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I am having the following construction.

In regularization of outer-boundaries, outer-boundary line segments fitted from irregularly distributed contour points as described by Horde and Susan (2012) are rectified by rotating their mid-points until orthogonality or parallelism is met with respect to the identified direction.

But, I have been advised to break them in to simple sentences.

Now, my question is what would be the most beautiful way to represent whole idea by few simple sentences.

Here is my try. But I feel my way is not the best way and looking for some advanced way.

In regularization of outer-boundaries, boundary line segments can be first fitted from irregularly distributed contour points as described by Horde and Susan (2012).

The fitted line segments can then be rectified by rotating their mid-points until orthogonality or parallelism is met with respect to the identified direction.

  • Have in this sense is stative and can't appear on the progressive construction *am having. – snailcar Jan 15 '14 at 13:33
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Your sentences look fine to me. One possible way to make the reading smoother is to move the reference to the front or the back. For example,

As described by Horde and Susan (2012), in regularization of outer-boundaries, boundary line segments can be first fitted from irregularly distributed contour points, and then rectified by rotating their mid-points until orthogonality or parallelism is met with respect to the identified direction.

Here is another alternative,

As described by Horde and Susan (2012), in regularization of outer-boundaries, boundary line segments can be first fitted from irregularly distributed contour points. They can then be rectified by rotating their mid-points until orthogonality or parallelism is met with respect to the identified direction.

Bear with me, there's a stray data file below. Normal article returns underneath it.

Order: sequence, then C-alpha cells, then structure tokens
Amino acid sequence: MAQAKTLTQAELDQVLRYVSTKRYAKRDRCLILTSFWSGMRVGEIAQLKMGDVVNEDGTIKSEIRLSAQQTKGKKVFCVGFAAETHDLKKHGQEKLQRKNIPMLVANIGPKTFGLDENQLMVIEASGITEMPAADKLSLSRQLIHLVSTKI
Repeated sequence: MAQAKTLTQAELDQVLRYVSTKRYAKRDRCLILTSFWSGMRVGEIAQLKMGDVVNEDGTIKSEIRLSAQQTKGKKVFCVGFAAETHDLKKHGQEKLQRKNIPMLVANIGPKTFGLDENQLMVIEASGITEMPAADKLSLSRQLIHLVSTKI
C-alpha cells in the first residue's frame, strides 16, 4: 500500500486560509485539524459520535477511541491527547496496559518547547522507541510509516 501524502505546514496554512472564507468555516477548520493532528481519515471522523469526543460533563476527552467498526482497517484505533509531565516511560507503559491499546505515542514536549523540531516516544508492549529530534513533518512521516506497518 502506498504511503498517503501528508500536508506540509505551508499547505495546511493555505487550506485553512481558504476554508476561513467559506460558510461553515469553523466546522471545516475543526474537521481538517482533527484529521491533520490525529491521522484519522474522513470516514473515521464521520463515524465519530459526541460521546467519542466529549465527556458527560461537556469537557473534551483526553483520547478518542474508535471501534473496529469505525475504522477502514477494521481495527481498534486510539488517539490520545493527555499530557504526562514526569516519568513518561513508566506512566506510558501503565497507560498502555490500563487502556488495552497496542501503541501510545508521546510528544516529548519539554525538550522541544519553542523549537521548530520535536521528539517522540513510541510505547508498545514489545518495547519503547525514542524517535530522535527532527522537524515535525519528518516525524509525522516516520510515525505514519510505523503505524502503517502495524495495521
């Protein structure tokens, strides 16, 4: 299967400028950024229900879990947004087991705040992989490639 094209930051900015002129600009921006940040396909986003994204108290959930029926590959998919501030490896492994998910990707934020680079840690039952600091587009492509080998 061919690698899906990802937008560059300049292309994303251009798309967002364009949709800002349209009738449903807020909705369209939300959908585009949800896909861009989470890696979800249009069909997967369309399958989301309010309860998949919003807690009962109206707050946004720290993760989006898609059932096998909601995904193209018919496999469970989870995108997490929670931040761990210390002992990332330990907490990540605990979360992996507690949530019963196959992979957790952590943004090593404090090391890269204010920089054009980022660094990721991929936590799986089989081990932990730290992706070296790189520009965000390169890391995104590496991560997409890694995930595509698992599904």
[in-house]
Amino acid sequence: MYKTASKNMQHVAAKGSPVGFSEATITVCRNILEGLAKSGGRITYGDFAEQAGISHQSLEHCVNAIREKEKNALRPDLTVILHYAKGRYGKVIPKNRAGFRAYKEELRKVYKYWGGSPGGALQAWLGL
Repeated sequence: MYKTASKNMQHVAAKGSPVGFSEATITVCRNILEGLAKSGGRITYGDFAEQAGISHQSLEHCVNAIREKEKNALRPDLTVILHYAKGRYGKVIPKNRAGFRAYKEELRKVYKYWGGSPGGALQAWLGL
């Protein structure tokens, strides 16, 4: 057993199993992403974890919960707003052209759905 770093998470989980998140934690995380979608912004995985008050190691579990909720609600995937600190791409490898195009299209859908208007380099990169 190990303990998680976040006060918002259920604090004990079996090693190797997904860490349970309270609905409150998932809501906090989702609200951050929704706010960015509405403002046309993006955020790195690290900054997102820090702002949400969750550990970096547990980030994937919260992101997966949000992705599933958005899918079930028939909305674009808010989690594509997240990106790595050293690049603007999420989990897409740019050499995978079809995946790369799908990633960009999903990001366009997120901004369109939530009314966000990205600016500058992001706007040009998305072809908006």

• i like your second option. I think I should avoid can be as in my original sentence it is not there. So, If I use is/are (what is the good verb for these two) instead of can be, do you think the meaning or readability is deviate? So, If I say: As described by Horde and Susan (2012), in regularization of outer-boundaries, boundary line segments are first fitted from irregularly distributed contour points. They are then rectified by rotating their mid-points until orthogonality or parallelism **are ** met with respect to the identified direction. – gnp Jan 14 '14 at 14:18
  • You can. I believe you can do that in the other alternative (the first one) too. – Damkerng T. Jan 14 '14 at 14:22
  • my wordprocessor gave me ... orthogonality or parallelism are met with.... instead of is.. Do you think ARE is correct? – gnp Jan 14 '14 at 14:23
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    I meant are fitted and are then rectified. As for the verb met, it should be until orthogonality or parallelism is met. We have two abstract uncountable nouns orthogonality and parallelism, linked with or, so is is the correct usage. – Damkerng T. Jan 14 '14 at 14:27

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